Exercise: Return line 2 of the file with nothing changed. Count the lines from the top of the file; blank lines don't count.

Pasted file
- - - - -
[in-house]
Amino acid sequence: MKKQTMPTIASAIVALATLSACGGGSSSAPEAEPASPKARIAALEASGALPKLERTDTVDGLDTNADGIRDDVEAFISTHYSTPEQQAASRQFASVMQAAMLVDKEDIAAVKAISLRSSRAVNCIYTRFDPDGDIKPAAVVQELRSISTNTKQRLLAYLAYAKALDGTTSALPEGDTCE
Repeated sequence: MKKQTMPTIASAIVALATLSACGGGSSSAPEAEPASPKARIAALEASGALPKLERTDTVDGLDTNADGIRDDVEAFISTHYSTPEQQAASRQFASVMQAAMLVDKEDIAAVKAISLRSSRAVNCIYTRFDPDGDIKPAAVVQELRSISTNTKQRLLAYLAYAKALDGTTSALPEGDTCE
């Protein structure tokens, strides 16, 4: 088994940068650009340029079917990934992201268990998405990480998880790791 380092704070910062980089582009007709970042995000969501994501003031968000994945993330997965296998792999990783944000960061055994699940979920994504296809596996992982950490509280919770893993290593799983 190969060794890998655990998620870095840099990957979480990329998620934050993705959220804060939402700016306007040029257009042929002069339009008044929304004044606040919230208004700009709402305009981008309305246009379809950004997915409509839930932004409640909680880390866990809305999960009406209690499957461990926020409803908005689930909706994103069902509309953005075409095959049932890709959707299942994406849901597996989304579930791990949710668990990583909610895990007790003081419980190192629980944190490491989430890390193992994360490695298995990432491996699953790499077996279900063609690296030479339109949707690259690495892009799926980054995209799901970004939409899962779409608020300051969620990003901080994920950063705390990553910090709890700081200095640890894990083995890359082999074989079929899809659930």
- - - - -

Amino acid sequence: MKKQTMPTIASAIVALATLSACGGGSSSAPEAEPASPKARIAALEASGALPKLERTDTVDGLDTNADGIRDDVEAFISTHYSTPEQQAASRQFASVMQAAMLVDKEDIAAVKAISLRSSRAVNCIYTRFDPDGDIKPAAVVQELRSISTNTKQRLLAYLAYAKALDGTTSALPEGDTCE